Nicolas Cage, Julianne Moore, Jessica Biel, Thomas Kretschmann, Tory
Kittles, Peter Falk
2007, 96 Minutes, Directed by: Lee Tamahori
this “adaptation” of a Philip K. Dick short story titled The Golden Man,
Nicolas Cage plays a character that can “see” two minutes into the future
and thus change the future. As you can imagine this is particularly handy,
especially when it comes to dodging bullets or finding the right pick-up
The movie only takes the basic concept behind Dick’s short story and spins
its own post-9/11 counterterrorist action story around it.
there’s the Feds who want to enlist Cage in helping them find a nuclear bomb
planted somewhere in L.A. by international terrorists. What the terrorists
actually want to achieve is never made clear as they are of the Die Hard
Euro-trash variety instead of more likely al Qaida types
— in this
politically correct Hollywood I suppose it is far easier to insult European
sensibilities than Muslim ones.
Still, having a two-minute
edge isn’t that fantastic really: even if you knew exactly where a nuke is
about to explode in downtown L.A., can you make it there within two minutes,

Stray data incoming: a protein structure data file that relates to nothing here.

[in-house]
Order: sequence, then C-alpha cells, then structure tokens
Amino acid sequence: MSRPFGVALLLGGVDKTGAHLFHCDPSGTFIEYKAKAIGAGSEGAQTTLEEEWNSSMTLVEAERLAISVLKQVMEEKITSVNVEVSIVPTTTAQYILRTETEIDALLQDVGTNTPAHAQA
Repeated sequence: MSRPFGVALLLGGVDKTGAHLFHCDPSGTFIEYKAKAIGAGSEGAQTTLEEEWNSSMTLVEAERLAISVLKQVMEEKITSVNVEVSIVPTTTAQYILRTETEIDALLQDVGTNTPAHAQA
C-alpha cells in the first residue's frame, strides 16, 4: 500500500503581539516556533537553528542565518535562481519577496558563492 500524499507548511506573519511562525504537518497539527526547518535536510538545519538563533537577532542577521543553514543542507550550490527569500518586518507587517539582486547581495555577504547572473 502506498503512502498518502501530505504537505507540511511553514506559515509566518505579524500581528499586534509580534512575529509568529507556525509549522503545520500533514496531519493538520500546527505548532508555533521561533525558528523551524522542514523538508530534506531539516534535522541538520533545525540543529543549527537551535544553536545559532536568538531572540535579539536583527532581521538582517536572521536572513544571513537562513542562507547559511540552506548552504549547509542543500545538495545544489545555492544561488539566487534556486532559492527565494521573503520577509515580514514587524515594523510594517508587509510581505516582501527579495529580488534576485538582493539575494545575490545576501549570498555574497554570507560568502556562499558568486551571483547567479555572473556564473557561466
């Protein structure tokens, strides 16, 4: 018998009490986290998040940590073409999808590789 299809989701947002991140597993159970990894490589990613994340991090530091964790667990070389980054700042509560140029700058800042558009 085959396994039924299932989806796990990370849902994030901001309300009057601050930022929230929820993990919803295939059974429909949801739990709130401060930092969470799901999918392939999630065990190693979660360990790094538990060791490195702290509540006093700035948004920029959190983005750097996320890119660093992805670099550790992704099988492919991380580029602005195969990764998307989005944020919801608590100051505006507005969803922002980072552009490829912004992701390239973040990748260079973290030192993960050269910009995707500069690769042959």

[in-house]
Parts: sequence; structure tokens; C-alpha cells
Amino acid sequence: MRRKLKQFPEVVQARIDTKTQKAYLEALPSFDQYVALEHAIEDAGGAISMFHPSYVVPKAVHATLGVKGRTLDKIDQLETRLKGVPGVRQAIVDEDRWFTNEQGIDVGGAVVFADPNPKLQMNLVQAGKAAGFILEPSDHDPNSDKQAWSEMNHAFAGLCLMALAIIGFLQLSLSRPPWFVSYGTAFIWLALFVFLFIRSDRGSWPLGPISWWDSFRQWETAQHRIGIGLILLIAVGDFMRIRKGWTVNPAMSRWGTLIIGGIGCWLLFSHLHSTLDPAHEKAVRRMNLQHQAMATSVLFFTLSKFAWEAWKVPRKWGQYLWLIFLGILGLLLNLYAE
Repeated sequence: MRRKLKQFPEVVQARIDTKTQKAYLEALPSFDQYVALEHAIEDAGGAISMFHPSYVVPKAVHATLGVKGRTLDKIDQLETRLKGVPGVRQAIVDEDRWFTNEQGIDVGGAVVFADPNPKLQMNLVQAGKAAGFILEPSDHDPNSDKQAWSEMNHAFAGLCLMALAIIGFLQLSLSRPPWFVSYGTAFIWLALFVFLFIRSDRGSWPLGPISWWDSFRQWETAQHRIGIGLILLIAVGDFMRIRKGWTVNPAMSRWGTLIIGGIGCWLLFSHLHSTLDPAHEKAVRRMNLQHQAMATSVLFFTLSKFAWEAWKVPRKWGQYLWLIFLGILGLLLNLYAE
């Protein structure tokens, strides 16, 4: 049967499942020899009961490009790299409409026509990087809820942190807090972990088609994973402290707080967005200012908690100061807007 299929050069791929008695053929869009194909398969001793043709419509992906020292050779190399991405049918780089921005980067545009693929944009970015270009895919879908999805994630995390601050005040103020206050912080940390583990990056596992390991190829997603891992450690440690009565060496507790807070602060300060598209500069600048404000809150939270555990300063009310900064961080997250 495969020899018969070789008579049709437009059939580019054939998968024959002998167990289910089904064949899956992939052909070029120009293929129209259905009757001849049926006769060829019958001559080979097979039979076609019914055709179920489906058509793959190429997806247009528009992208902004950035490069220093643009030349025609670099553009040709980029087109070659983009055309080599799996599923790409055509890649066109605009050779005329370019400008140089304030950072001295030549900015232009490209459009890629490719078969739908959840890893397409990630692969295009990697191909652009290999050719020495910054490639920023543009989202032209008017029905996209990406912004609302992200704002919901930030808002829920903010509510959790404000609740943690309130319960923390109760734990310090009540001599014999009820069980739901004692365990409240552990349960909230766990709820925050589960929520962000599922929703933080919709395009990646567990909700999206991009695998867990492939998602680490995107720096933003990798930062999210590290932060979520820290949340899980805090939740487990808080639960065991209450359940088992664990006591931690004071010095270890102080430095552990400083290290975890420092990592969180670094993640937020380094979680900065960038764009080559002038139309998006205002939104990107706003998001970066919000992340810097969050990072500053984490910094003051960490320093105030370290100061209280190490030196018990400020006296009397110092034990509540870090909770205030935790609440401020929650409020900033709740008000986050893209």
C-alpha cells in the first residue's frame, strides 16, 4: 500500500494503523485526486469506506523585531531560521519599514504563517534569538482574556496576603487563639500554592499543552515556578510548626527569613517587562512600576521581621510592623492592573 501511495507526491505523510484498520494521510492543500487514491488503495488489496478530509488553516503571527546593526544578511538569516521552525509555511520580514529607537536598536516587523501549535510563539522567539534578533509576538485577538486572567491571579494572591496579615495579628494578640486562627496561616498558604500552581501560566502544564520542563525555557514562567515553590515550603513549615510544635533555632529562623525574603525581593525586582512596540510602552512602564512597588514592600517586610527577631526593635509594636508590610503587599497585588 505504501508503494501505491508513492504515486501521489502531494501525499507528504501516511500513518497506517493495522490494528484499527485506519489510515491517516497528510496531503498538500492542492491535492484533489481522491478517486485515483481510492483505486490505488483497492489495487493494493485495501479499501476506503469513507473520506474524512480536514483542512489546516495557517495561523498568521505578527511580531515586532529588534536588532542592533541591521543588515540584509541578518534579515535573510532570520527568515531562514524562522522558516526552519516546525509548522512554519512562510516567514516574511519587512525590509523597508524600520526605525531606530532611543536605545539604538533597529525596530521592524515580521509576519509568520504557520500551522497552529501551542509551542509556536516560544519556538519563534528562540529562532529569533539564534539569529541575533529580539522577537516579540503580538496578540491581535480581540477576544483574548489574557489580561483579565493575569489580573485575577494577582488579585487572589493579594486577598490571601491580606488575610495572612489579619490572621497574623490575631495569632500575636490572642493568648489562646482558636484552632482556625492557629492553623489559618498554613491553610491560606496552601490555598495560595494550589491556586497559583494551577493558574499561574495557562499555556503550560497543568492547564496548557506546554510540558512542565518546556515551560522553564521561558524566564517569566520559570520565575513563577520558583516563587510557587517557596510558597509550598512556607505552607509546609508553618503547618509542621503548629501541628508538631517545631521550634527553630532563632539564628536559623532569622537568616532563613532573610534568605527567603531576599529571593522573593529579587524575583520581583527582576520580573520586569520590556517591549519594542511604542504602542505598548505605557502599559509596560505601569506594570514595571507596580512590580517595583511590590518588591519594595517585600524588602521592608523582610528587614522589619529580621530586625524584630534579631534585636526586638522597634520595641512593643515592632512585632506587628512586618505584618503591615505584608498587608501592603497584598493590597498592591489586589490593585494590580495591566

never mind defuse it? Never mind. Finding and capturing Cage remains the
Feds’ highest priority in a way that will make U.S. citizens wonder just how
well their tax dollars are being spent.
"Cage is a bit like
Superman here, but without any Kryptonite . . ."
Cage's character is however
reluctant to co-operate. As he rightly points out, if he agrees once to such
an agreement they will force him into working for them forever, whether he’d
want to or not. Next however never explores this particular moral issue,
preferring instead to be a bog standard Michael Bay/Jerry Bruckheimer-style
After a while it however
becomes apparent that having a protagonist that can change the future is a
bit like Superman, but without any Kryptonite. Cage’s character is simply
too powerful to befell any harm and no matter how hard the movie tries to
cheat, it cannot find its way around this and create any tension in the
process. What is the point if your hero is invincible? To worsen matters the
movie’s ending is the biggest cheat of all, as the Cage character’s powers
become stronger and almost god-like.
With some bland action
sequences – one almost wishes for Michel Bay’s presence as Lee Tamahori of
Tomorrow Never Dies and xXx: State of the Union fame clearly
doesn’t seem up to the task. (Long gone are the days when this Kiwi export
was referred to as the director of the brilliant Once Were Warriors.)
Cage telegraphs his
performance and the only person who seems interested in the proceedings are
the always professional Julianne Moore. Uninspiring with an ending that can
only count as the biggest cheat since Bobby Ewing walked out of the shower,
Next is to be filed under the same category as the recent similar Denzil
Washington-starrer Déjà Vu: bland and easily
forgettable . . .